Mike Trout Calls Idea of Sequestered MLB Season 'Pretty Crazy'

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By RADIO.COM

Three-time American League MVP Mike Trout doesn't want to miss his age-28 season, one where he can continue to add to a growing case to be the greatest player in the history of the sport. He also doesn't want to miss a chance to hit in a lineup that now includes Anthony Rendon.

But there appears to be a limit to how far Trout is willing to go to play baseball in 2020.

"Being quarantined in a city - if we play a couple months there - would be difficult for some guys," Trout said to Mike Tirico on Lunch Talk Live Wednesday. "What are you going to do with family members? My wife is pregnant - what am I going to do when she goes into labor? Am I going to have to quarantine for two weeks when I come back? Obviously I can't miss that, it's the birth of our first child. So, there's a lot of red flags...there's a lot of questions...obviously, we would have to agree on it as players. But I think the mentality is we want to get back as soon as we can, but obviously it's got to be realistic. We can't be just sitting in our hotel rooms and just going from the field to our hotel room and not being able to do anything...I think that's pretty crazy."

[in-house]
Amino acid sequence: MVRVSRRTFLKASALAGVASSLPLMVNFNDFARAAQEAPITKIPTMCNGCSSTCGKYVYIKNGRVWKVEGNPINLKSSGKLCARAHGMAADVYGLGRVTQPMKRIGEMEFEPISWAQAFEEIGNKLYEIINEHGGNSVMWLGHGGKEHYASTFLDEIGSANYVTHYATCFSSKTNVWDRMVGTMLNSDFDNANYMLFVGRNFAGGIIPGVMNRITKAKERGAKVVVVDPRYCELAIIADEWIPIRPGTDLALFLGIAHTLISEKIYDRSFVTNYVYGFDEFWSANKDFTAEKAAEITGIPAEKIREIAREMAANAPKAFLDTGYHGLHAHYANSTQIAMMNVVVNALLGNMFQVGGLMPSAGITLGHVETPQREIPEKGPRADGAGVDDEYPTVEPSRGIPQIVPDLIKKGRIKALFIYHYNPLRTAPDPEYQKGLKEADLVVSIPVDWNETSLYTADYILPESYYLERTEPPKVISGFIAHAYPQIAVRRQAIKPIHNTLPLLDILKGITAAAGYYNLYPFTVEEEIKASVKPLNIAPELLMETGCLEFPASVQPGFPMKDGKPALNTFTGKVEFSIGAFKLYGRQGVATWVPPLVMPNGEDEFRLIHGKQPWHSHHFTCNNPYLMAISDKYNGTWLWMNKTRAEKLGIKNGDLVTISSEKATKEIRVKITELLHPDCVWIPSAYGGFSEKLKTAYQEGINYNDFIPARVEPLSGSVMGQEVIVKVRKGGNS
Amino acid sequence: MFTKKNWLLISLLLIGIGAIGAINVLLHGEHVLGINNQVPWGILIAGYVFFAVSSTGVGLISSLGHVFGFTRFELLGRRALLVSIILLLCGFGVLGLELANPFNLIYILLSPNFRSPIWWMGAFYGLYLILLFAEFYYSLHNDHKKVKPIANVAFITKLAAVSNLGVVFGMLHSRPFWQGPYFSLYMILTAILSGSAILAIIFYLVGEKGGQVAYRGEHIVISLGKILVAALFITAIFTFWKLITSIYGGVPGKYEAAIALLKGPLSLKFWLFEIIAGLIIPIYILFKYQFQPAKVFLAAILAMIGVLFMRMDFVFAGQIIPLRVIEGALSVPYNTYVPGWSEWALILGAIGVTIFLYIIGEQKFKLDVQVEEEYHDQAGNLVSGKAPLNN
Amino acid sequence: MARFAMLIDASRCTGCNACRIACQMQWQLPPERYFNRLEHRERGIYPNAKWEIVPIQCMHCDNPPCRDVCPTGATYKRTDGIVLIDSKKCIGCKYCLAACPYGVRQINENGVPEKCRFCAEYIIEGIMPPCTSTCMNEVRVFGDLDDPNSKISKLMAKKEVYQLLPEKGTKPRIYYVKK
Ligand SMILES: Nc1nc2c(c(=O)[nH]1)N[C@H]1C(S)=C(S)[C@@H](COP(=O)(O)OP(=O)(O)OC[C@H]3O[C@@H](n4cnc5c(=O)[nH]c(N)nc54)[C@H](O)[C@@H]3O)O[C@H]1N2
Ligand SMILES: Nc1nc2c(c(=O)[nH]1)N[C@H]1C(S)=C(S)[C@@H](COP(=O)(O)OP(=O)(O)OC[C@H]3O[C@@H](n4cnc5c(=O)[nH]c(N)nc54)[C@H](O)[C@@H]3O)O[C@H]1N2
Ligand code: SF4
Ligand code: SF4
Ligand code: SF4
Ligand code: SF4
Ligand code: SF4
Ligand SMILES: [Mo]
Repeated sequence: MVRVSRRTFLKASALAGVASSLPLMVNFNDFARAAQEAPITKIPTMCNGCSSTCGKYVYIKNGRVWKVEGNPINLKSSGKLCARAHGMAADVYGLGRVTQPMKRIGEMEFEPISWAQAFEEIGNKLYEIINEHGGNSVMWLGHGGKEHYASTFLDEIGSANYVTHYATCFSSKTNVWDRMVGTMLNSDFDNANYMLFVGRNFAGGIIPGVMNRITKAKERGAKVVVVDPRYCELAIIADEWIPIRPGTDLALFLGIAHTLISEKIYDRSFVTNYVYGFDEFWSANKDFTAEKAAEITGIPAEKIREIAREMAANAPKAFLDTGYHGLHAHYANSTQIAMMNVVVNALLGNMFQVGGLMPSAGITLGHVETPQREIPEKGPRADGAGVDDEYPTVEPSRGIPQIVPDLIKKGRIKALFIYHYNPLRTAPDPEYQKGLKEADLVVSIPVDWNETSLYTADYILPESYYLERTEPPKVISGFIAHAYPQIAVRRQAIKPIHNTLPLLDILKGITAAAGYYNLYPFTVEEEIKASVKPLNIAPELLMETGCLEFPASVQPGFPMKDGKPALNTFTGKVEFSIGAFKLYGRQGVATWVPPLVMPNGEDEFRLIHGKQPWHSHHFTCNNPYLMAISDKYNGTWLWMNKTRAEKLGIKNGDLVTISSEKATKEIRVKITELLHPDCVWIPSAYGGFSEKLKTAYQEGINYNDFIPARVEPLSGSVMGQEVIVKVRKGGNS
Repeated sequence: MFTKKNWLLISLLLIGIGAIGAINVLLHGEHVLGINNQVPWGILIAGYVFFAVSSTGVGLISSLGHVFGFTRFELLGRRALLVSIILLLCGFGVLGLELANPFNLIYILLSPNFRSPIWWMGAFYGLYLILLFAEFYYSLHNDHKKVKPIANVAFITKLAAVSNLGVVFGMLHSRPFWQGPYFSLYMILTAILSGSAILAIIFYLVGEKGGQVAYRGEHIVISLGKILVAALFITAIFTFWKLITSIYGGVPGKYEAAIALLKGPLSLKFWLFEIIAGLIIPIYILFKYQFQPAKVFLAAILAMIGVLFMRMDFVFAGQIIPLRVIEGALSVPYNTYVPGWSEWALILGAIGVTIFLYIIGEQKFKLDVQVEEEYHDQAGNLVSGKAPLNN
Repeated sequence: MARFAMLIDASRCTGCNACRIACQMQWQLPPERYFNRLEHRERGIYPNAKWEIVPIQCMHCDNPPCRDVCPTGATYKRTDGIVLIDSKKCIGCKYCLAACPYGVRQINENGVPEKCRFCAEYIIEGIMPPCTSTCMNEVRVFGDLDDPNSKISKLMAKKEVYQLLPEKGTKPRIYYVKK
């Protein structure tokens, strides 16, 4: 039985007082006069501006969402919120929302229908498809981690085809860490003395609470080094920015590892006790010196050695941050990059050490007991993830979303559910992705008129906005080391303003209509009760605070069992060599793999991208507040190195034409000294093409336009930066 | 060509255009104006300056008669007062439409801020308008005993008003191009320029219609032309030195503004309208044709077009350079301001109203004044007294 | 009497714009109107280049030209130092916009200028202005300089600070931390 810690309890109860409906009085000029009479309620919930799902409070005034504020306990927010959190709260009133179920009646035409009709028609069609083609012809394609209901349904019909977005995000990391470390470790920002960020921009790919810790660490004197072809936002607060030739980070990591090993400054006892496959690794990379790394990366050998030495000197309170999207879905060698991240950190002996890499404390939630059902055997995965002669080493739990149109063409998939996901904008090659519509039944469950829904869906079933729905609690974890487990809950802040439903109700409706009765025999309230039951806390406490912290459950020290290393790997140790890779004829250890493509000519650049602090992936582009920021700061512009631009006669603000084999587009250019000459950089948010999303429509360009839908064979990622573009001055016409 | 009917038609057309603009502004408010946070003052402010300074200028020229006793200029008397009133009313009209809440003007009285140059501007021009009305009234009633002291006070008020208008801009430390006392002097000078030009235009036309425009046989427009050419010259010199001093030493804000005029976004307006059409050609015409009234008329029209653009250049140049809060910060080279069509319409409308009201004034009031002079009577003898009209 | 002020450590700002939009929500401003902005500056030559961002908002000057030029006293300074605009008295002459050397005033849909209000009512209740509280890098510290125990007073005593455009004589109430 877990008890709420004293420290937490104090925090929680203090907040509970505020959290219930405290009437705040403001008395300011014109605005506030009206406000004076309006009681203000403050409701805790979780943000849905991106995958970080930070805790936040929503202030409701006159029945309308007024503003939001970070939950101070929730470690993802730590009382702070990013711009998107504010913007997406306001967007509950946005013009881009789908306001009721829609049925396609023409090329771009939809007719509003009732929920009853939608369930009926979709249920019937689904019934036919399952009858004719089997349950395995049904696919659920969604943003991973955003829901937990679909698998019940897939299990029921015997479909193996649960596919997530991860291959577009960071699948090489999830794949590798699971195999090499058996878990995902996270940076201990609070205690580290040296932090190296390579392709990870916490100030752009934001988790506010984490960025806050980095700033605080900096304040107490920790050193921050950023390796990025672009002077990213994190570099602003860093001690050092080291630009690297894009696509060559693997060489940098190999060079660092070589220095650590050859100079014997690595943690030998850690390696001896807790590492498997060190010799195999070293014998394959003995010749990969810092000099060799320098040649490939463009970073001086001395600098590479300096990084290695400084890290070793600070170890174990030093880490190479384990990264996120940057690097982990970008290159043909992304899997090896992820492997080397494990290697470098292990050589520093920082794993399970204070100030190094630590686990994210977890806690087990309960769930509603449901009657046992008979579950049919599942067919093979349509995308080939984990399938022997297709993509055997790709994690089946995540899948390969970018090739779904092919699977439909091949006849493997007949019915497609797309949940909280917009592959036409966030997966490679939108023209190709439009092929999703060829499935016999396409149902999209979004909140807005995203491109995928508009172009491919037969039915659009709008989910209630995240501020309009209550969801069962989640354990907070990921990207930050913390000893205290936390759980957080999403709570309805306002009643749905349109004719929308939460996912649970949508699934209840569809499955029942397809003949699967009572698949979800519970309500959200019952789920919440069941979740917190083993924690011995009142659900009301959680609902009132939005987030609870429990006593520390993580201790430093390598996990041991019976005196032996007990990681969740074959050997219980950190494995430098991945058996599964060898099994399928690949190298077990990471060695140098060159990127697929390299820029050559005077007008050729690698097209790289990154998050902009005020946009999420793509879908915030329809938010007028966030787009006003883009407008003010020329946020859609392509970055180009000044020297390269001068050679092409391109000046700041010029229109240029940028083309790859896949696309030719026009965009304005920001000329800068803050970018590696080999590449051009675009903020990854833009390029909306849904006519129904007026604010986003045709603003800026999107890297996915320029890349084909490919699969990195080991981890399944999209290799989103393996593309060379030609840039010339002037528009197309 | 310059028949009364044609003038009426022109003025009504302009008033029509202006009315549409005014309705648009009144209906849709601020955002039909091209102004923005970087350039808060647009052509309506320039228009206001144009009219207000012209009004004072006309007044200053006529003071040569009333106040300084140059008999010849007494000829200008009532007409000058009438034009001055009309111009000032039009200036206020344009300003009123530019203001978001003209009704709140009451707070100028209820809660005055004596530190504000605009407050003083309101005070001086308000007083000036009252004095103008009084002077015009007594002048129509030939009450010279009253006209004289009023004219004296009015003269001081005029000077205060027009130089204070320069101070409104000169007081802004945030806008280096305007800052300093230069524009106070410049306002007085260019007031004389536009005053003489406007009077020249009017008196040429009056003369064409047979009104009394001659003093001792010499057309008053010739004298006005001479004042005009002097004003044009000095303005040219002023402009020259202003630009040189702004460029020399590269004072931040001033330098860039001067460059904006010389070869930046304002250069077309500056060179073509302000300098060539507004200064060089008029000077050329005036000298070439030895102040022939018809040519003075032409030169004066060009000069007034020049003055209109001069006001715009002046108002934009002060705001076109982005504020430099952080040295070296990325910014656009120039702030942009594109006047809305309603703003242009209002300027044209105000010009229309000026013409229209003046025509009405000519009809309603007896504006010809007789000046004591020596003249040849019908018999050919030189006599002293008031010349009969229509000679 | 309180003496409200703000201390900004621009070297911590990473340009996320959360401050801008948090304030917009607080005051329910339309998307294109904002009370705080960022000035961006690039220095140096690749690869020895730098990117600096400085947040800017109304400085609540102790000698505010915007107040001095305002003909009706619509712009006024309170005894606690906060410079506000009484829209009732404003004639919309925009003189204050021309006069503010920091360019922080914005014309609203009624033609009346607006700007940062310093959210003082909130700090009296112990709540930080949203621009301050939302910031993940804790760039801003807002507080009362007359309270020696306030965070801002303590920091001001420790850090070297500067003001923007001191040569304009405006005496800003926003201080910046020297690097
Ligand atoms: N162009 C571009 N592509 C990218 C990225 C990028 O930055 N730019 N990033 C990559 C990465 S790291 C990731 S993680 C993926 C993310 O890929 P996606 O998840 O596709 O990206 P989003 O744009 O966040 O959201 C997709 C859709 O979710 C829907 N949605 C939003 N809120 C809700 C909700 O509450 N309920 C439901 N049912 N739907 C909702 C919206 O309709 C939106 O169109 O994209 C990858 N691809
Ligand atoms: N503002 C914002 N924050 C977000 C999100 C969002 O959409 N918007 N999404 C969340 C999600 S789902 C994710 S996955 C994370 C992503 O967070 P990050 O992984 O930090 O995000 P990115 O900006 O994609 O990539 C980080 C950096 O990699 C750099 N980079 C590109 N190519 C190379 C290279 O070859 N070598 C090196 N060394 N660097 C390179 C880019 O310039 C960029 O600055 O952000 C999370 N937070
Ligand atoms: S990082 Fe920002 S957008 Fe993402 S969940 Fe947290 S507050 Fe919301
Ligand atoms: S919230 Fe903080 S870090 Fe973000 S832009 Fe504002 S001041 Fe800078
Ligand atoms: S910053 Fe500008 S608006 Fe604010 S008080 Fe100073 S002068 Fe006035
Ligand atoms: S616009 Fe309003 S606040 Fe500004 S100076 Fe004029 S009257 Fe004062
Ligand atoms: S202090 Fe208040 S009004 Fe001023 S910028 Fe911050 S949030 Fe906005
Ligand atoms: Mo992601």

Earlier this week, ESPN's Jeff Passan said that he got the sense that the 2020 MLB season, at least to start, may be "Arizona or bust." Last week, Passan broke some of the details of a potential Arizona plan, which could begin with a preseason in mid-May and a start to the regular season in June or July.

Mike Trout
Mike Trout is a three-time American League MVP. Photo credit (Ezra Shaw/Getty Images)

As appealing as that may sound, part of the deal also appears to be that players "would be sequestered at local hotels, where they would live in relative isolation and travel only to and from the stadium." Trout has now voiced displeasure with this part of the proposal, and so has Philadelphia Phillies right-hander Zack Wheeler, whose wife is due to give birth in July.

The interesting part about Trout's answer is that he didn't seem to have reservations about the Arizona proposal - or any that would involve players being cut off from the public altogether - simply because his wife is pregnant. While there may be some, like Atlanta Braves' lefty Cole Hamels, willing to make gigantic sacrifices for there to be a 2020 season, many players simply won't be willing to agree to any plan that sequesters them like jurors in a high-profile case.

For what it's worth, Dr. Anthony Fauci did voice support for a plan Wednesday that would involve playing games without fans and players being isolated at their hotels when games aren't being played. While that may be valid from a medical standpoint, getting enough players on board with such a proposal may be too tall of a task.

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